The Tyranny of Swedish Pizza
1000 years ago, Swedes raided the lands of other nations with shields and axes to take their valuable resources and most beautiful women. Today, Sweden is an egalitarian socialist paradise, partaking in the most neutral foreign policy of any nation in existence. Exactly how they made this 1000 year transition from axe wielding psychopaths to passive diplomatic bureaucrats, nobody is quite sure (including Swedes), but for all those nostalgic viking lovers out there, fear not! Sweden is still looting and pillaging foreign lands, but today it's not done through rampant seafaring violence, but instead poorly executed cultural appropriation. Yes, I'm talking about Swedish Pizza.
Sweden, a word of caution from an imported Canadian: please don't let the Italians find out what you're up to up here. You cook pizzas like a 2nd grader fills in a page of Mad LIbs, and if discovered, this practice of yours could cause major diplomatic setbacks for the entirety of the EU. It's like you read half the definition of "Pizza" in the encyclopedia, stopped reading, and ran to the kitchen to cook... something?
I've seen hummus, falafel, bananas, dijon mustard, lemons, yoghurt, mint, sweet potato, avacado, cauliflower, eggplant, onion rings, Bearnaise sauce, shrimp, mussels, tuna, curry and mexican salsa on your pizzas. Now I know some of those are stranger than others, but they make some pizza without cheese here. Some pizzas don't have sauce. Honestly, at this point, I have no idea what Swedes even consider the definition of pizza to be.
Before we dive too deep into this, let's talk about all of Swedish cuisine for a second. Never has a culture more wholly rejected their culinary traditions than the country of Sweden. The last thing Swedes seem interested in is exporting their pickled fish. The second last thing Swedish people seem interested in is eating their pickled fish. Every restaurant in the country is either Sushi, Thai, or Pizza, with various American chains sprinkled about.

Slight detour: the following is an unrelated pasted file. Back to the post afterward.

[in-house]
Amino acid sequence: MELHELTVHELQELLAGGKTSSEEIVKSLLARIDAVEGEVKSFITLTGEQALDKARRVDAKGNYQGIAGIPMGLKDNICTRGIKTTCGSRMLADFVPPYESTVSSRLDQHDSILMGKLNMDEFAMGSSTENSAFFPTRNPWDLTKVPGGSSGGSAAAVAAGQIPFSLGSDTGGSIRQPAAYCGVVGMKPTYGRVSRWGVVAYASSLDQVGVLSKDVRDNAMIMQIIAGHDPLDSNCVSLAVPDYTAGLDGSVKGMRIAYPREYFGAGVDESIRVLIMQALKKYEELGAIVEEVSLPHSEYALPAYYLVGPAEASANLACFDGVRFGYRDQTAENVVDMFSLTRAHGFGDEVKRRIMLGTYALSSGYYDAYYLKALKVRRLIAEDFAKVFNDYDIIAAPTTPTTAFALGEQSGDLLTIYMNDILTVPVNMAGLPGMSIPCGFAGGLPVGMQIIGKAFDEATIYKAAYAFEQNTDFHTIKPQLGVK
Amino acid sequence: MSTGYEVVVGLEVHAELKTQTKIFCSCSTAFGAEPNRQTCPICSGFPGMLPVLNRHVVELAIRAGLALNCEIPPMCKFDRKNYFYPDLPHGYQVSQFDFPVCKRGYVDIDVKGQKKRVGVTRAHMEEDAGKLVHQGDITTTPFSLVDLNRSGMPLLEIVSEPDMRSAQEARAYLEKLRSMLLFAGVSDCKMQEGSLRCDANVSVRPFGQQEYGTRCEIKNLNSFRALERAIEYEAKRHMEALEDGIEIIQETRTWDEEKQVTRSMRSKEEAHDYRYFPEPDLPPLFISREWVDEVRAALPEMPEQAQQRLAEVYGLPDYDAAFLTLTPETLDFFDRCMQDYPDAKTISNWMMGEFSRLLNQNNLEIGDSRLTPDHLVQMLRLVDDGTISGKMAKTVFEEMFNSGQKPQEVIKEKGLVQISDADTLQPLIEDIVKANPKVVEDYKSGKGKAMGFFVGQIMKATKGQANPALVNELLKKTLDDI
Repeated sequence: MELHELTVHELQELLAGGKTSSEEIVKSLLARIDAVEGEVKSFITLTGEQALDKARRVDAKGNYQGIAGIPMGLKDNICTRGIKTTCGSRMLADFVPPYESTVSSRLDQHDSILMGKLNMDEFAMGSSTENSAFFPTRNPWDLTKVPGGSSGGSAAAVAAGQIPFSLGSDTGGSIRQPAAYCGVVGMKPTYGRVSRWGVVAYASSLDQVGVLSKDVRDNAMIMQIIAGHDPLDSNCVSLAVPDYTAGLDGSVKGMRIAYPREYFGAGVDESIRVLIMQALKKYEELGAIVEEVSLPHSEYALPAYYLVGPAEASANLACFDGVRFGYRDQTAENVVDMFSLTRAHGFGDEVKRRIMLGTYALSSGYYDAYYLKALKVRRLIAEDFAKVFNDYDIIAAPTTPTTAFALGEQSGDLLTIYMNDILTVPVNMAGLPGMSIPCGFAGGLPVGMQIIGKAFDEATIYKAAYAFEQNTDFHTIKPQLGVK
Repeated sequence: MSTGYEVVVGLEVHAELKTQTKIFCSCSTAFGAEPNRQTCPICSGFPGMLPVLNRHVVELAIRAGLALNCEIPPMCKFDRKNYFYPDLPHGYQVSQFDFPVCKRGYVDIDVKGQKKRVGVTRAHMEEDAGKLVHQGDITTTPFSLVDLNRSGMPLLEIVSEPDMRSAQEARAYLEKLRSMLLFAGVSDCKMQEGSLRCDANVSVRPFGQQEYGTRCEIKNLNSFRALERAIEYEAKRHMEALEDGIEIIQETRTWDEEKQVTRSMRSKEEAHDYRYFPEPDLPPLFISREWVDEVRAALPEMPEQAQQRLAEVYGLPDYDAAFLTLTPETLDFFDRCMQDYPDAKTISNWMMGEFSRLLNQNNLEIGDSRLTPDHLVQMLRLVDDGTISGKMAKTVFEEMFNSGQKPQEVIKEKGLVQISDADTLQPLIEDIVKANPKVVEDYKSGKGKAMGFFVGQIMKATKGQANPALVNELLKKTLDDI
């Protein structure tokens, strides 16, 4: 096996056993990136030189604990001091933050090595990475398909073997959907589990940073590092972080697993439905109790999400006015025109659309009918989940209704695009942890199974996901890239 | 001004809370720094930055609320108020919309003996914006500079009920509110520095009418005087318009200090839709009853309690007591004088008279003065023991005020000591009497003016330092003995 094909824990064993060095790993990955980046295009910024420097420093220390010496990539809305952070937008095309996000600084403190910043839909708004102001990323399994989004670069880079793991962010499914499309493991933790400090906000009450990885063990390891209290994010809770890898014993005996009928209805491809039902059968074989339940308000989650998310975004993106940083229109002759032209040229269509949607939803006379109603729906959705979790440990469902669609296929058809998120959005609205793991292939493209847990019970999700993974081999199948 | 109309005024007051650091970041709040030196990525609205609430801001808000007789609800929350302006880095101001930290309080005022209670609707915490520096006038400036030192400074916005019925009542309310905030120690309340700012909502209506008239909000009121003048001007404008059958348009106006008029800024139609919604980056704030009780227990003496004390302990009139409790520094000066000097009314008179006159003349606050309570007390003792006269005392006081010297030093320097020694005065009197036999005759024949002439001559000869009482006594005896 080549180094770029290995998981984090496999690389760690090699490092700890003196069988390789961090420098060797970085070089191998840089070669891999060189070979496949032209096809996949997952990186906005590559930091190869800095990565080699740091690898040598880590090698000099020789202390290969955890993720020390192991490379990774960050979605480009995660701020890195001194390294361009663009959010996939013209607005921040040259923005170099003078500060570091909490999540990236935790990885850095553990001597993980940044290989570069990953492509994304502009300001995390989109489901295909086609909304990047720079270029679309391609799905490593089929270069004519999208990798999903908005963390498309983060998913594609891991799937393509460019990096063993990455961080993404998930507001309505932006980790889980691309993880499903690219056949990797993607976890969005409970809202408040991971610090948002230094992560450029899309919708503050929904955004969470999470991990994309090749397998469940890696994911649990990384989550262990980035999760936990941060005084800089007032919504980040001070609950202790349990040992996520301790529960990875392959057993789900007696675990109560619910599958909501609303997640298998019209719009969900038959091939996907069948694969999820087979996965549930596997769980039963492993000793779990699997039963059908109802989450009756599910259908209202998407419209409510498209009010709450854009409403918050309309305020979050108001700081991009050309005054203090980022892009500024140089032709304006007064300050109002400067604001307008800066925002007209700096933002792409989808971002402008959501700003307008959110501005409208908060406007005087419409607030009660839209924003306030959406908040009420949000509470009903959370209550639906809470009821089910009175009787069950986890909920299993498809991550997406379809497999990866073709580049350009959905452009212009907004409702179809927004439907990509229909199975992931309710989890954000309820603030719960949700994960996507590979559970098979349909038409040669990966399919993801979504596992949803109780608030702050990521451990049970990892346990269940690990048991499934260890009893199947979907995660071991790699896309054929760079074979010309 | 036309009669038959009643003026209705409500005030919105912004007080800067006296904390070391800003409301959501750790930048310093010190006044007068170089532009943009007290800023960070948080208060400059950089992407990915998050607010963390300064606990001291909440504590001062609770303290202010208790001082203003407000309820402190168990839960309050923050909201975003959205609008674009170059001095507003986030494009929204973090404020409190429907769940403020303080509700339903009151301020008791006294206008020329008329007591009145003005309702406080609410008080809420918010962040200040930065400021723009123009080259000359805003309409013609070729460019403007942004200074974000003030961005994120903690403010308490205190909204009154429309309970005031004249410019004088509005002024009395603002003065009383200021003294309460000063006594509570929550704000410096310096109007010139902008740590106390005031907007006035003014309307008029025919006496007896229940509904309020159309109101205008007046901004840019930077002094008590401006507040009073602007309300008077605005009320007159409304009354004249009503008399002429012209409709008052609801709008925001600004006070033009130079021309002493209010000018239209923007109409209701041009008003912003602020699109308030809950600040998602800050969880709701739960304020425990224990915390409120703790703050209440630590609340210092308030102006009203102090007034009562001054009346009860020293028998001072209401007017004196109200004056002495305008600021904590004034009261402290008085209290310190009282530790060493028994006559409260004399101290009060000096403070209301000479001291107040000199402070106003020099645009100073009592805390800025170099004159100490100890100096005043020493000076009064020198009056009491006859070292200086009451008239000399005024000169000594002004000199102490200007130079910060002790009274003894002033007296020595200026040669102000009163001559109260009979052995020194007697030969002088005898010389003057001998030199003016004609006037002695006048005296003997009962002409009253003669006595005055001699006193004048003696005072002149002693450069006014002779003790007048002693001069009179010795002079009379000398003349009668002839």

Here's a question for you. What do you think Swedes eat on Fridays? I bet you didn't guess tacos, because it's tacos. Not only is this weird because of the obviousness of Taco Tuesdays, but also because Sweden is the last place you would expect a healthy appreciation for Mexican cuisine. Just check out the size of their taco sections.
Come to think of it, this is a Taco section and not a Mexican section, so it's not so much a respect for Mexican cuisine as much as it is a simple love for tacos. I have asked various Swedes to explain this tradition of Tacos on Fridays, but the most comprehensive answer I've received has been "We like them." The first time I made tacos with Swedes, one of them started cutting up a banana. To a Canadian in their kitchen, somebody cutting up a banana to make tacos is the equivalent of someone buying a typewriter to bake a raspberry pie. There's just more questions than answers there. Did Sweden receive it's first shipment of bananas in 1996 and just not know what to do with them, because it sure seems like a long-term confused culinary experiment to me.
Back to Pizza:
This is a white pizza from Sweden, which is a Swedish excuse to serve you whatever they want to and call it a pizza. You could order a white pizza in Sweden and receive a fried catfish, and it would technically be correct (the best kind of correct!). At least this one looks like a pizza, but the sauce was butter hazelnut dressing and was topped with cream cheese and pumpkin chuncks, because why not?
Actually, "Why not?" is the best description of Swedish culinary philosophy I have found so far. It seems the entire practice of cooking in Sweden is based upon shrugging your shoulders with the inability to find a good reason NOT do something. Szechuan chicken shwarma? Why not! Pad Thai burgers? Sure! Tabbouleh enchiladas? Of course!
Really, Sweden might just be the most open-minded culture in the world when it comes to what they put in their mouths, but when your only alternative is shrimp cheese in a tube, I guess anybody would get creative.
After writing this I ordered a Taco Pizza from our local pizza shop, because of course you can order a taco pizza from the shop around the corner. It had ham, red onions, and salsa on it, and was the cultural equivalent of a Ferrari wearing a giant sombrero. Also, it was delicious. Ugh. Sweden.